As was the case in Babylon, more and more people today are seeking something beyond even the most intense pleasures our world can offer. As did Abraham, many of us understand that blind obedience to the ego is bound to fail. Attempts at progress in this manner have brought many to feel that there must be another, better way to live life. This dissatisfaction is the prime reason for the epidemic of depression that has been spreading worldwide in recent years.

And, on top of the inner crises that modern man has experienced in the last one hundred years or so, the external reality has become less than welcoming. The past century has seen world wars, terrorism, nuclear catastrophes, expanding poverty, ecological disasters, and crises in virtually every realm of life. All this supports the growing sense that the solution to the situation should be found at a deeper and more inclusive level. Today, humanity is starting to acknowledge the negativity of its situation, as did Abraham in his time.

The sense that a global crisis is already present positions the world in the same place where ancient Babylon stood 5,000 years ago. But the essential difference between those times and ours is that humanity has grown into a population of billions of souls that are ready to comprehend and to implement the method that Abraham developed.

An Ancient Method for Modern Times

In ancient Mesopotamia, few adopted the method of unity over ego, which Abraham had then developed, and which we now call “the wisdom of Kabbalah.” Hence, since that time, humanity's evolution has been split into two essential paths: Israel, and the rest of humanity.

The goal of the group of Kabbalists that Abraham founded was to cultivate the method of the Kabbalah, to nurture it and wait for a time when humanity was ready to acknowledge its growing ego as the reason for all that has gone wrong.

Abraham knew that in the last phase of the egoistic evolution, humanity would find itself in despair and hopelessness. He understood that only then would it be ready to listen and employ the method he had designed.

The duty of Abraham’s group is to apply his method to its members, set an example for the rest of humanity, and disseminate his method throughout the world. This is the unique task (and purpose) of this group. This is also the origin of the titles Israel has received such as “a light of the nations,” “a chosen people,” and others.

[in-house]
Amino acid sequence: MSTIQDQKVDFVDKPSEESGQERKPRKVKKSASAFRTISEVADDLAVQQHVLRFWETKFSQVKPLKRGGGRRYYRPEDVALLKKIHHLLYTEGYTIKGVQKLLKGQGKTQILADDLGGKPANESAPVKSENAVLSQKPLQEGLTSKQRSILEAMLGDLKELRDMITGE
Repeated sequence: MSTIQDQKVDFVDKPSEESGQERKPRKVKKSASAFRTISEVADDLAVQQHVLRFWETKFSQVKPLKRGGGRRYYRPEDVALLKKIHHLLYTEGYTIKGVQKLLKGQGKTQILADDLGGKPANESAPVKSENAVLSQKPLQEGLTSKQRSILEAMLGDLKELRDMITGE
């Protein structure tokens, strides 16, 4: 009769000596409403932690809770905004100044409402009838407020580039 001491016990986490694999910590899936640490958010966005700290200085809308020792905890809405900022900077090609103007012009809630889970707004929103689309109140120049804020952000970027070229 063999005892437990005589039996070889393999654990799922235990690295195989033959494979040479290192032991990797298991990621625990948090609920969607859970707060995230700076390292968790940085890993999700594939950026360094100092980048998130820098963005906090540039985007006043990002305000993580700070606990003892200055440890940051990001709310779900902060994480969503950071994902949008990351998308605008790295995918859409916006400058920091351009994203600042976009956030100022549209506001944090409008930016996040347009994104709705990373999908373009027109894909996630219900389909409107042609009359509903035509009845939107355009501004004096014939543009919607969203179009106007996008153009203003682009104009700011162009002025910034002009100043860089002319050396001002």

The two greatest Kabbalists in the last generation—Rabbi Avraham Kook and Rabbi Yehuda Ashlag—declared that at the end of the 20th century, the realization of this mission would begin.

Baal HaSulam says in The Last Generation, p 341: “Judaism should present the nations with something new, and this is what they are anticipating from the return of Israel to the land. It is not about any other wisdoms.”

Rav Kook adds to Baal HaSulam's words in Letters of the Raaiah, Part III, p 194: “The real movement of the Israeli soul at its greatest glory is expressed only in its eternal, sacred power, which runs in its essential inner spirit. And this is what has made it, and will make it still, a nation that stands as a light of the nations and for redemption and salvation for the whole world.”

Only by changing the relationships within today’s people of Israel from unfounded hatred to “Love thy friend as thyself” can we be elevated to the apex of humanity and provide answers to all our hardships.

Like the Babylonians then, we, the people of Israel must overcome our egos and bond in brotherly love. By so doing, we will set an example to all of humanity, and we will demonstrate how this action will help us attain peaceful, whole, and eternal lives.

This mission lies on the shoulders of the descendants of Abraham's group—today's Israel—us.